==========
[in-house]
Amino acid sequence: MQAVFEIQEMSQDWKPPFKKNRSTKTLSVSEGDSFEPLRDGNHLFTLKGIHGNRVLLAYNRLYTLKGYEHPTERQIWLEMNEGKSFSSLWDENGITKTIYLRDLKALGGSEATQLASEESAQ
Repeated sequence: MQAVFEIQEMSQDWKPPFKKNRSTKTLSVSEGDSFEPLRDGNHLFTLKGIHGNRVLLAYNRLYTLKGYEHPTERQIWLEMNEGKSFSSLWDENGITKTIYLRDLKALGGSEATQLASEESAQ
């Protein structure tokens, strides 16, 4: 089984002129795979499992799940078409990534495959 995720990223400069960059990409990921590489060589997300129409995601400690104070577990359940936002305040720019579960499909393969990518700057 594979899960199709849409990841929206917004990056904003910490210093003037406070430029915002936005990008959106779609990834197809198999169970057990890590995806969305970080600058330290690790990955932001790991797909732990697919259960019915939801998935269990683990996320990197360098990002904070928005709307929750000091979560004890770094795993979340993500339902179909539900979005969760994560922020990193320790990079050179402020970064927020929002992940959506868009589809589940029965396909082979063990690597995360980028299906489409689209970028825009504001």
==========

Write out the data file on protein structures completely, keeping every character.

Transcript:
[in-house]
Amino acid sequence: MQAVFEIQEMSQDWKPPFKKNRSTKTLSVSEGDSFEPLRDGNHLFTLKGIHGNRVLLAYNRLYTLKGYEHPTERQIWLEMNEGKSFSSLWDENGITKTIYLRDLKALGGSEATQLASEESAQ
Repeated sequence: MQAVFEIQEMSQDWKPPFKKNRSTKTLSVSEGDSFEPLRDGNHLFTLKGIHGNRVLLAYNRLYTLKGYEHPTERQIWLEMNEGKSFSSLWDENGITKTIYLRDLKALGGSEATQLASEESAQ
């Protein structure tokens, strides 16, 4: 089984002129795979499992799940078409990534495959 995720990223400069960059990409990921590489060589997300129409995601400690104070577990359940936002305040720019579960499909393969990518700057 594979899960199709849409990841929206917004990056904003910490210093003037406070430029915002936005990008959106779609990834197809198999169970057990890590995806969305970080600058330290690790990955932001790991797909732990697919259960019915939801998935269990683990996320990197360098990002904070928005709307929750000091979560004890770094795993979340993500339902179909539900979005969760994560922020990193320790990079050179402020970064927020929002992940959506868009589809589940029965396909082979063990690597995360980028299906489409689209970028825009504001």